Had Duchamp not proudly displayed the R. Mutt urinal 90 years earlier, how far might the bounds of artistic adventurousness have stretched? Not very, that's for certain. We'd never get to marvel at, say, a blood-drenched sofa and regard it as anything beyond, well, ruined upholstery. Artists today, including Adam Winnie of the Atomic Art Cooperative of Ypsilanti, can push the limits of aesthetic perception with their work, which will certainly happen during the co-op's Bizarre Bazaar. Performance art by Winnie, entitled "Release and Transcend," will be featured along with electronica performances by Tungsten Ladies, Cinnamon Classic, Das Christ, Brent Joseph and others. Starts at 6 p.m. at the Dreamland Theatre, 26 N. Washington St., Ypsilanti; visit atomic-art.org for more information.
Motor City Step Show
Eight teams will swivel, slap and stomp in razor-sharp unison to compete in the 4th annual Motor City Step Show, joined onstage by hip-hop artists Trey Songz, Tone Tone and Stretch Money. The show will be preceded by a parade, which will feature local high school marching bands and dance teams. Representing colleges and universities around the state, this all-ages show will be held at 3 p.m. at Chene Park, 2600 Atwater St., Detroit; 313-393-0292 for more information.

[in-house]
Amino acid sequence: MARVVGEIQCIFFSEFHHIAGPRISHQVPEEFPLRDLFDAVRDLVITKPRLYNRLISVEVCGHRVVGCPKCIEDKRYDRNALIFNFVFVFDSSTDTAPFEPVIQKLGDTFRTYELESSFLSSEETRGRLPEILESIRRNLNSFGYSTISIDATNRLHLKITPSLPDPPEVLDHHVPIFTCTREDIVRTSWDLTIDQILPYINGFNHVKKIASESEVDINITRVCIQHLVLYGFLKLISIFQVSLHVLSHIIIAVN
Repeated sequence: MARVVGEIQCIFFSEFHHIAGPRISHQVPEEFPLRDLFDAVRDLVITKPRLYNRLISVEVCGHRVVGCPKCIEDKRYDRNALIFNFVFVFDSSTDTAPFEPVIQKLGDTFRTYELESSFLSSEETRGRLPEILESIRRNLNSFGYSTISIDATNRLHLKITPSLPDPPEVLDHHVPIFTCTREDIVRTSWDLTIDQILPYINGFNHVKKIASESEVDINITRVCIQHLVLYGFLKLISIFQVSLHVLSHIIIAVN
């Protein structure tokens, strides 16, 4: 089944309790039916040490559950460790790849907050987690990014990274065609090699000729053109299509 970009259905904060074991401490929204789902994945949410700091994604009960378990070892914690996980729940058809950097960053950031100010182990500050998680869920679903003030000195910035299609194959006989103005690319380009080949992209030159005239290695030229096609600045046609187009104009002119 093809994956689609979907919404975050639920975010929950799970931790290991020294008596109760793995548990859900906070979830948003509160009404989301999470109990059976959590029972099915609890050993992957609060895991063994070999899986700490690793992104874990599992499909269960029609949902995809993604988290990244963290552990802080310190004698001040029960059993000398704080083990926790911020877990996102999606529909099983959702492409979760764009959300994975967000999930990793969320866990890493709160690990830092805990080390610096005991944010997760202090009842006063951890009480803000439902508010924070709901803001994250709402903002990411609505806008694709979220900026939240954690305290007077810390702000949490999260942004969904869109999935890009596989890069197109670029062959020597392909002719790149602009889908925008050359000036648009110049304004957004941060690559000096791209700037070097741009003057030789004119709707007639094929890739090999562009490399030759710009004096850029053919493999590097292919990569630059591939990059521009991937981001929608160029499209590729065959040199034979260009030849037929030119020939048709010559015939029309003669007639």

Fourth Street Fair
Grab a 40 oz., smoke a blunt and roll down to Fourth Street. Or, grab your kids, pack a picnic basket, and roll down to Fourth Street. This positively bohemian art fair draws hippies and hipsters, the long-grizzled to the freshly ironic, and vendors of the Rock 'n' Rummage ilk. It features, of course, music, including: Bombs and Halos, Gondwanaland, K-9, the Syreens, Dondo de Mancha, the Universe Will Get You Back, and Audra Kubat. As perhaps the city's most eclectic gathering (it's a block party, but attracts many more), the fair's at the intersection of Fourth and Holden streets, Detroit. There's no Web site, no direct phone number to contact: So just roll on down to Fourth Street, between noon and midnight, and have a blast.
Meghana Keshavan is Metro Times listing editor. Send comments to firstname.lastname@example.org